US Open 2014: Andy Murray beaten in quarter-final battle by World No 1 Novak Djokovic

Last Updated: 05/09/14 4:22pm

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Novak Djokovic: Outlasted Andy Murray in quarter-finals of US Open in New York

Novak Djokovic: Outlasted Andy Murray in quarter-finals of US Open in New York

Sky Bet

Andy Murray bowed out of the US Open after being beaten 7-6 (7-1) 6-7 (1-7) 6-2 6-4 by Novak Djokovic in a gruelling quarter-final encounter.

In a rematch of the 2012 final, Murray matched the world No 1 blow-for-blow during the opening two sets before beginning to tire in the third and fading away from there.

The British No 1 had his rival on the ropes on several occasions thanks to a venomous forehand but Djokovic withstood the assault and came on strong towards the end.

Djokovic eventually completed the win in 3 hours 32 minutes to reach the semi-final stage for the 17th time in 18 grand slams and eighth straight time at Flushing Meadows.

The contest began at 9.43pm local time in New York and the clock was well past 1am by the time it had finished.

Murray began perfectly with a break in the opening game but then dropped the next four games, only to fight back to level things up again.

Murray attempted to break again in the ninth game but Djokovic held on, winning an amazing 29-shot rally and piling the pressure on his opponent. Murray held twice to force a tie-break but made a poor start and never recovered.

Long odds

Murray had never beaten Djokovic from a set down and the Serbian had never lost a match at Flushing Meadows from a set up, so the odds on a successful Murray comeback were long.

The Brit looked in serious trouble when he dropped serve meekly in the third game of the second set but after three more service breaks the pair were level again at 4-4.

Djokovic saved a set point at 5-6 to force a second tie-break, which had exactly the same pattern and scoreline as the first but the other way around.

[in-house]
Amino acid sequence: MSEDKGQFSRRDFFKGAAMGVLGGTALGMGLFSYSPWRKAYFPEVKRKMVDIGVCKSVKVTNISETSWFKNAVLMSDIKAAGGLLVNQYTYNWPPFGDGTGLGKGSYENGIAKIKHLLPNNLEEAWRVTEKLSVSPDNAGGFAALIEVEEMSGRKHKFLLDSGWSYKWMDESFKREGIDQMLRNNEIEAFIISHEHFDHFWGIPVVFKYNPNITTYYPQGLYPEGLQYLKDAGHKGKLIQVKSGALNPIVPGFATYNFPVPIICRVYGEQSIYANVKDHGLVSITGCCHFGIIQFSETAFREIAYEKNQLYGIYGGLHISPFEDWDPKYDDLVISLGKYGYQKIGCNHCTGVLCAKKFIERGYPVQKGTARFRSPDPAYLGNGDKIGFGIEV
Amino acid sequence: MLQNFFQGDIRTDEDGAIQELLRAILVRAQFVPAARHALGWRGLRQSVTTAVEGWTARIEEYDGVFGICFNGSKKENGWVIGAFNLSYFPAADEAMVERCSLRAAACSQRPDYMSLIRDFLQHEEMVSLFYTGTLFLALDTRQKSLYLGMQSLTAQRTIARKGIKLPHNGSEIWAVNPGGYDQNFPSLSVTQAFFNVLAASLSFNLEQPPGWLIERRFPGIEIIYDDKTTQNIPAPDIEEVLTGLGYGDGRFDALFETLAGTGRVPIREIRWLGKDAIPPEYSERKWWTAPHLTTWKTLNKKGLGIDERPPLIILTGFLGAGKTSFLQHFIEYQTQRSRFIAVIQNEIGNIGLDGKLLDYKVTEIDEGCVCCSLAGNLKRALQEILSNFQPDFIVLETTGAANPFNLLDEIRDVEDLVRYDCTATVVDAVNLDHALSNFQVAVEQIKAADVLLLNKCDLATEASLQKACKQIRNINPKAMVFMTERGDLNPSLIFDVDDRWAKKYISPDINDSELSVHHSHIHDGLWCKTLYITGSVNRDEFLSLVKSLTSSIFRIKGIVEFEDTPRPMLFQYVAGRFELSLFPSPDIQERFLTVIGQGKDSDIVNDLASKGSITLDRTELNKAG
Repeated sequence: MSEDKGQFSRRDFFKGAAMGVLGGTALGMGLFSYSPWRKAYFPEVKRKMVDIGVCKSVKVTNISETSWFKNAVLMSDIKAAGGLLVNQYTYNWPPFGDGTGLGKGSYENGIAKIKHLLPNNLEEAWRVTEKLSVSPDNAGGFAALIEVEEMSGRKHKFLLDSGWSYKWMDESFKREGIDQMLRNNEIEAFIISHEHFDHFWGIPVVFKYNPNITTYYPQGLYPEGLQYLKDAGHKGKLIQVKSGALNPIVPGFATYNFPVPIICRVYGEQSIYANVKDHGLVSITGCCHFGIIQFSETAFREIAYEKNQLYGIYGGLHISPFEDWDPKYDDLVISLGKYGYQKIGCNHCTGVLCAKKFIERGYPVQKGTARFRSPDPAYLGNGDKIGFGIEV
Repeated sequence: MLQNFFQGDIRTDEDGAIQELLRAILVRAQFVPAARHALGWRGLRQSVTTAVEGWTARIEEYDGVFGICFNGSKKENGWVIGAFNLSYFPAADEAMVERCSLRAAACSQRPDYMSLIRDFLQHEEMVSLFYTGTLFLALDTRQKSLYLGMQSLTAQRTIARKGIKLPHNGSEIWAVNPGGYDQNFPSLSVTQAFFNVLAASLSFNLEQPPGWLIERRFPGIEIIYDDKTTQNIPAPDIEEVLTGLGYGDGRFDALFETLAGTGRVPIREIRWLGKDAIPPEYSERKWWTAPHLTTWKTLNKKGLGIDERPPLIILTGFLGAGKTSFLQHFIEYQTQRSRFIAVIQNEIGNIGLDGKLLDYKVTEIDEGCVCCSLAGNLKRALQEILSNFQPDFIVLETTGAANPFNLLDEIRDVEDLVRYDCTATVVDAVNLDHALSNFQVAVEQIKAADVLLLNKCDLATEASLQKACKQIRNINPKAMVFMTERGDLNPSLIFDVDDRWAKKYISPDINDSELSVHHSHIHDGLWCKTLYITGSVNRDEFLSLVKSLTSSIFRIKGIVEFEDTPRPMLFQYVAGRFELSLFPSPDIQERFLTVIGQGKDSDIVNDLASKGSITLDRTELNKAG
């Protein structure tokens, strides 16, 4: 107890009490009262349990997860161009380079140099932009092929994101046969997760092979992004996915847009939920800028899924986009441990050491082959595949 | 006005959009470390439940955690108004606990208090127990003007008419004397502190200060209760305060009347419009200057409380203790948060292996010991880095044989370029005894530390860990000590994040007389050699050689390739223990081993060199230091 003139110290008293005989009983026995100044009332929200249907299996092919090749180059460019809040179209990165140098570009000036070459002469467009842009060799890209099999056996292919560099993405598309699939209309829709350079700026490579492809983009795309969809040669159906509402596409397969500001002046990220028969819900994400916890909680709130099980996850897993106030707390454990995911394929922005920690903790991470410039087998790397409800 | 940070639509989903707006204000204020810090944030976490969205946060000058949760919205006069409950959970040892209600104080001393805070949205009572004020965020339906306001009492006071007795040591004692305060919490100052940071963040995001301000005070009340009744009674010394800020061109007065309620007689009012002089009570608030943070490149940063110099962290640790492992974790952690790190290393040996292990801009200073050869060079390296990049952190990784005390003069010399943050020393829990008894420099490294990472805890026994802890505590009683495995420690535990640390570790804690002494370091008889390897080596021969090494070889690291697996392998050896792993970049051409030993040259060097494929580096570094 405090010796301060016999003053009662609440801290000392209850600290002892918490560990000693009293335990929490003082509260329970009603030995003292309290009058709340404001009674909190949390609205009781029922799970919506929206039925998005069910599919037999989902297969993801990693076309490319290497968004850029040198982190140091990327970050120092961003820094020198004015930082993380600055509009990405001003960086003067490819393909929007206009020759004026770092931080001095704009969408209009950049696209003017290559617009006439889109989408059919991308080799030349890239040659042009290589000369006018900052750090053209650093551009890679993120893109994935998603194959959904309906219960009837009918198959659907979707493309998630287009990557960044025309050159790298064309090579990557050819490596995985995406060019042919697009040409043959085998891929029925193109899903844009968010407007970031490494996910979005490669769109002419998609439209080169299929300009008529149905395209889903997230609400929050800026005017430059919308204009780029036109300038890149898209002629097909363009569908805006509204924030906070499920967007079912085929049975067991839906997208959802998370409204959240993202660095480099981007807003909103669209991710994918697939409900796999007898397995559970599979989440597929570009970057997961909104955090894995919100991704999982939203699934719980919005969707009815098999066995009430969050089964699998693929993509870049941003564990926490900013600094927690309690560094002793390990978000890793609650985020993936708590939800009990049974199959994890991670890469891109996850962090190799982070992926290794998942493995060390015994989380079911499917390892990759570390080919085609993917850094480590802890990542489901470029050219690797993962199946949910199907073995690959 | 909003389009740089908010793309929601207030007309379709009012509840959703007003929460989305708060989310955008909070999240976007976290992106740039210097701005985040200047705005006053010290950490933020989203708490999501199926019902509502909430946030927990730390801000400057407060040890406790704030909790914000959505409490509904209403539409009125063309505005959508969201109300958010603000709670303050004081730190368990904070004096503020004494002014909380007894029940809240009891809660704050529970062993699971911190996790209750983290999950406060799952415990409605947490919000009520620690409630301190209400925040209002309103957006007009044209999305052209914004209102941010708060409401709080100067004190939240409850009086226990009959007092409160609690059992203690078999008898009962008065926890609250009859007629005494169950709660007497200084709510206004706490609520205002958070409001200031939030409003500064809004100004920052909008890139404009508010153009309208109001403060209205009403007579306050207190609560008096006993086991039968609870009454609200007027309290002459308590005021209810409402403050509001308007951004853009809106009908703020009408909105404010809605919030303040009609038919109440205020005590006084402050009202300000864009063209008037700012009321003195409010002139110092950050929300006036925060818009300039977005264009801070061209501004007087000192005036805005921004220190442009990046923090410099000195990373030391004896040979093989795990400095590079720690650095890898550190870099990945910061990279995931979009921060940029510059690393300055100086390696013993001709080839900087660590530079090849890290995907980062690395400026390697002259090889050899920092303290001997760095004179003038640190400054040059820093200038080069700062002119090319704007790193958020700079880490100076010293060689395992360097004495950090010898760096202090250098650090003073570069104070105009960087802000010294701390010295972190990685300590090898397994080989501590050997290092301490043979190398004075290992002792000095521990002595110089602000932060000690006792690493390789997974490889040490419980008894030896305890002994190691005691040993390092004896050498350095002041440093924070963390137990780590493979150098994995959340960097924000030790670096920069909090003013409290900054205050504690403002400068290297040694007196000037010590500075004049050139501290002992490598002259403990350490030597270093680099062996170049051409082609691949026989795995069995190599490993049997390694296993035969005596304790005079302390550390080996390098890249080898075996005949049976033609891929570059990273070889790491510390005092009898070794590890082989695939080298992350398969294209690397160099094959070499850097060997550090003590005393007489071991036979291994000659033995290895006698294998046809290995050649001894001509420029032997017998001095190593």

Murray looked to have the momentum and began the third set brilliantly as his forehand continued to prove unstoppable, but he eased off slightly in the fourth game and Djokovic took full advantage to clinch another break.

He had two chances to break back but this time his forehand just missed its target and Djokovic broke again to wrap up the set.

Djokovic saved another break point in the opening game of the fourth set, with a visibly tired Murray looking a spent force after missing that chance.

"I am obviously disappointed. It is extremely late. I am tired and I don’t feel particularly proud right now."
Andy Murray

He held serve relatively easily for the most part despite his back appearing to have tightened up, but came unstuck when serving to stay in the match as a string of errors gave the win to Djokovic.

Murray admitted that Djokovic’s physicality had been crucial to the outcome of the match.

“I am obviously disappointed. It is extremely late. I am tired and I don’t feel particularly proud right now,” Murray said.

“I think there was some good tennis. I have not had time to analyse the match or think about it yet but there was some good tennis there and hopefully I can build on. I would say definitely physically he was fresher towards the end.

“I tried to hang in the best I could in the fourth set but he appeared fresher. Whether he was or not, I don’t know, maybe he is better at hiding it than me but the pace on my serve slowed significantly towards the end of the third set.”

Djokovic’s reward is a last four clash with Kei Nishikori although the top seed was just pleased to come through the gruelling match unscathed.

“We both gave our best but at times the tennis was not that nice,” admitted Djokovic.

“We made a lot of unforced errors but that’s due to a very physical battle that we had in the first two-and-a-half sets. I think we played two sets for two-and-a-half hours.

“I didn’t expect any less before the match against Andy as the last five times we have played we have gone over three, four hours. You kind of get used to it after a while but I am glad to get through to another semi-final.

“He has changed his game for better over the last couple of years. He worked with Ivan (Lendl) and won a couple of grand slams and an Olympic gold medal so is an established top player, somebody who has an immense quality.

“We played a five-set match here a couple of years ago so I knew it would be tough and that the more aggressive one would win it. I am glad I managed to stay fit in the end and pull it through.”

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